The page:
Thousands of immigrants have died crossing the southern U.S. border. Many are never identified, leaving their loved ones to speculate about their fate.
Lori Baker, an associate professor of anthropology at Baylor University in Texas, volunteers on behalf of those families, using DNA samples to identify bodies buried in unmarked graves. The 44-year-old sat down for StoryCorps with her husband, Erich, and talked about what inspired her work. Baker recalled visiting a sheriff's office, where she noticed a disturbing object on his desk.
"It was the skull of a younger person, and [the sheriff] was using it as a pencil holder," Baker said. "He had pens and pencils in the eye socket of this person. So that's when I decided something had to be done."
Baker travels to cemeteries along the U.S.-Mexico border, taking DNA samples from unidentified bodies. Then she cross-references those samples with reports filed by families of immigrants who went missing. The goal, she said, is "to find one little thing that might connect to the case that you're working on."
Identifying a body helps family members find resolution, Baker said. "But the families are going to know the horrible things that happened to their loved one," she said. "They die of heat stroke. ... And it's really overwhelming when you're holding them in your hands and you see the blisters that are on the feet of these individuals."
Baker remembers the first time she identified a body. It was a woman who lived with her mother and struggled to support her two young daughters. The woman decided to migrate to the U.S. to work and send money back to care for her children. But when she was injured during the trip, her smugglers left her behind.
"I thought, 'I gotta find out from that mom if it would have been better just not to know — thinking that maybe she lived and would come home someday,' " Baker said. "And she said, 'No. The hope eats you alive every day.' And now they say they are blessed because they're able to lay flowers on her grave."
Baker told Erich, who is an assistant professor in bioinformatics at Baylor, that her job hasn't gotten any easier with time. "I would love not to do this anymore, but I don't think I have it in me not to," she says. "Especially when we have an 11-year-old child and I know we probably won't figure out who he is and his mom's probably grieving somewhere. ... I don't know that I'll ever get over it if we don't figure out who he is."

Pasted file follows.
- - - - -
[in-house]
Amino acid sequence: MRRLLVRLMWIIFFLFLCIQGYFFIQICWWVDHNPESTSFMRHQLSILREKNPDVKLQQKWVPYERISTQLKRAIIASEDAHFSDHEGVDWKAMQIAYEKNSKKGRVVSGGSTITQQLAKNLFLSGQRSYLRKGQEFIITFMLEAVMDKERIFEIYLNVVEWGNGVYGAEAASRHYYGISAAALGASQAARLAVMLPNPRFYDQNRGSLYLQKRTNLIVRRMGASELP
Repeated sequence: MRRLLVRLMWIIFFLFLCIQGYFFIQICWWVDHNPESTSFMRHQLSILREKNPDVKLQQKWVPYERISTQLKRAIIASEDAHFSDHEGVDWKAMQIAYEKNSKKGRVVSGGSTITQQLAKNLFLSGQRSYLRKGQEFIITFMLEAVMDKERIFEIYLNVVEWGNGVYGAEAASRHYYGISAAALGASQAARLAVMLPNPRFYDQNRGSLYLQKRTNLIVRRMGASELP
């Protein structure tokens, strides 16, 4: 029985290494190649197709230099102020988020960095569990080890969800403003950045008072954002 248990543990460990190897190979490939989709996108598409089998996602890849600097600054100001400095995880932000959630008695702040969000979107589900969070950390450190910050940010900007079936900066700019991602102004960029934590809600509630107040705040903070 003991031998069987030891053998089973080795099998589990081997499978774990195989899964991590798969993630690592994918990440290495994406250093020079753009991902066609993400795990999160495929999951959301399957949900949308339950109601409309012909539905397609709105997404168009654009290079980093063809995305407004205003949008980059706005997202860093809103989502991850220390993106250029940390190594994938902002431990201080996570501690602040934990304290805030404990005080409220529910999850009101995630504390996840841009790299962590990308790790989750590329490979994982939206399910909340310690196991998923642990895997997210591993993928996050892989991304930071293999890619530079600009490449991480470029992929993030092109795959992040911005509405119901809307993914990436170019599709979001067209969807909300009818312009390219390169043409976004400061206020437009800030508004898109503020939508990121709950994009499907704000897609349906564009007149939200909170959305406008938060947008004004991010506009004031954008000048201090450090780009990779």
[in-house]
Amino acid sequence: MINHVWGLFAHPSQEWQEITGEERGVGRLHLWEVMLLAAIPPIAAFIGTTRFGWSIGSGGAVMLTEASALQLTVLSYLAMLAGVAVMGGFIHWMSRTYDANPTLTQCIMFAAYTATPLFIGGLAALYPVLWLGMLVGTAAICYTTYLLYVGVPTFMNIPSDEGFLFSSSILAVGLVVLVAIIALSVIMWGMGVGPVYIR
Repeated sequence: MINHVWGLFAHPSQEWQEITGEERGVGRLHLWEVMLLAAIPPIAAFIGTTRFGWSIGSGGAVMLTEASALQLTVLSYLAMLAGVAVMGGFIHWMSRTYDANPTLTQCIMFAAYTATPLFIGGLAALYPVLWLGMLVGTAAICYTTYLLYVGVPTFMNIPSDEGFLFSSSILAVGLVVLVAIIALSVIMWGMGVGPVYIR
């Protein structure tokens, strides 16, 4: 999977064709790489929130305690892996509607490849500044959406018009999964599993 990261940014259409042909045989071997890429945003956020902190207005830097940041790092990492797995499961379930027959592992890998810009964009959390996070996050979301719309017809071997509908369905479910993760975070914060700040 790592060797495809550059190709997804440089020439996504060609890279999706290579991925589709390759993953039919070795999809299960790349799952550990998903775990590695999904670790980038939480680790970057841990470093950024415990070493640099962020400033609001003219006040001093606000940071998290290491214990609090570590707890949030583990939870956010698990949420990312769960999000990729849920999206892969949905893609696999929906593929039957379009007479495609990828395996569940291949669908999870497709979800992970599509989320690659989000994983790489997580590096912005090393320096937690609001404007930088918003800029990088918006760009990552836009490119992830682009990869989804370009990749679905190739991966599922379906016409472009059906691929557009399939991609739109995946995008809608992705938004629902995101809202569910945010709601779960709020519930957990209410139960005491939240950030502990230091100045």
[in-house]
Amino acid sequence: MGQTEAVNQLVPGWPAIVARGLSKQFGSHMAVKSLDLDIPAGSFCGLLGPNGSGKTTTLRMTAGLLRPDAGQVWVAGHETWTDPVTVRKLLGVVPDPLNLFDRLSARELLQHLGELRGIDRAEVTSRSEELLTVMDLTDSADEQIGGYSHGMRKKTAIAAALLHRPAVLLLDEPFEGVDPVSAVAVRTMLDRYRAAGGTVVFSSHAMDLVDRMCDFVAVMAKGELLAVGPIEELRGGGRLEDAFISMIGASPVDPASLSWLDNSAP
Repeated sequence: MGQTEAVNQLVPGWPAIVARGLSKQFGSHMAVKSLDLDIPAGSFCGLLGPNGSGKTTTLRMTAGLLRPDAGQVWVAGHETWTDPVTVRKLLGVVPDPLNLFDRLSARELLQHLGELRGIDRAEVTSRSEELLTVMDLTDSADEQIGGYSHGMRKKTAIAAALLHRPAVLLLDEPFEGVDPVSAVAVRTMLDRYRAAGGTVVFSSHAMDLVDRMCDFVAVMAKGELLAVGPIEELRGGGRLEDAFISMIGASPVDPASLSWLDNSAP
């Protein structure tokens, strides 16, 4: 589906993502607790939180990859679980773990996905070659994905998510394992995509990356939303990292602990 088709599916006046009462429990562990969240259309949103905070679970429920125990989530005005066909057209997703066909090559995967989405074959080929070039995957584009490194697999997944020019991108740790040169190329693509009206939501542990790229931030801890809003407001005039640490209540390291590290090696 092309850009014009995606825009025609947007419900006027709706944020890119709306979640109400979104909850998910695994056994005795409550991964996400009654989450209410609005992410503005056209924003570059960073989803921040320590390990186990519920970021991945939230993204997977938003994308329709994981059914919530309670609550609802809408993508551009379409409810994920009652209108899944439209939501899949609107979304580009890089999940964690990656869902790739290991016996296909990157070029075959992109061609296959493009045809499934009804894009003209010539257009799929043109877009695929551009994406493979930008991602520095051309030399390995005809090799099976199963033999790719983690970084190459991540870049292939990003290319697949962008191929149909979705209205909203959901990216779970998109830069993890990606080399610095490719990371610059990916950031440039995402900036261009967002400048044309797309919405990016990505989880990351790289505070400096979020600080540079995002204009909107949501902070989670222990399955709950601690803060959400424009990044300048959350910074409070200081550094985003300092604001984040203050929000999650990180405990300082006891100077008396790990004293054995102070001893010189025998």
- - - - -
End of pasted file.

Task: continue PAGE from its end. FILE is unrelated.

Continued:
Produced for Morning Edition by Jasmyn Belcher Morris.
StoryCorps is a national nonprofit that gives people the chance to interview friends and loved ones about their lives. These conversations are archived at the American Folklife Center at the Library of Congress, allowing participants to leave a legacy for future generations. Learn more, including how to interview someone in your life, at StoryCorps.org.
AUDIE CORNISH, HOST:
Thousands of people have died trying to cross the border from Mexico into the United States. Countless bodies remain identified, some ending up in unmarked graves in small border town cemeteries. Today on StoryCorps, we hear from a forensic scientist at Baylor University in Texas, who's trying to identify some of these remains and match them with families who are looking for lost relatives. Doctor Lori Baker recently sat down with her husband, Eric Baker, to talk about what she's experienced. In a note of warning, this story contains descriptions some listeners may find disturbing.
LORI BAKER: I went out on a forensic case and the sheriff had a skull on his office desk. It was the skull of a younger person. And he was using it as a pencil holder. He had pens and pencils in the eye socket of this person. So that's when I decided something had to be done. Now what we do is we go to cemeteries along the border. Sometimes they're multiple individuals in any one grave. We found people in trash bags. And we work to determine who they are. We take DNA samples and go through reports that families have filed to find one little thing that might connect to the case that you're working on. When we have an identification, it's resolution. But the families are going to know the horrible things that happened to their loved one. They die of heat stroke, its exposure. And it's really overwhelming when you're holding them in your hands. And you see the blisters that are on the feet of these individuals. I remember our very first identification. It was a woman. She had two young daughters and she lived with her mom. She couldn't take care of them, so she decided to come to the US so that she could work and send money home. So she paid someone to smuggle her across. And she twisted her ankle. And the group left her behind because she couldn't keep up. Well, her remains came to me. And when it was an identification, I thought, I've got to find out from that mom if it would have been better just not to know, thinking maybe she lived and would home someday. And she said no the hope eats you alive every day. And now, they say they're blessed because they're able to lay flowers on her grave.
ERIC BAKER: Has it gotten any easier?
L. BAKER: It hasn't. I would love not to do this anymore but, I don't think I have it in me not to; especially when we have an 11-year-old child and I know we probably won't figure out who he is. And his mom's probably grieving somewhere. It's really something that I don't know that I'll ever get over if we don't figure out who he is.
CORNISH: That's forensic scientist Lori Baker with her husband, Eric Baker, in Waco, Texas. The StoryCorps podcast is on iTunes and at NPR.org. Transcript provided by NPR, Copyright NPR.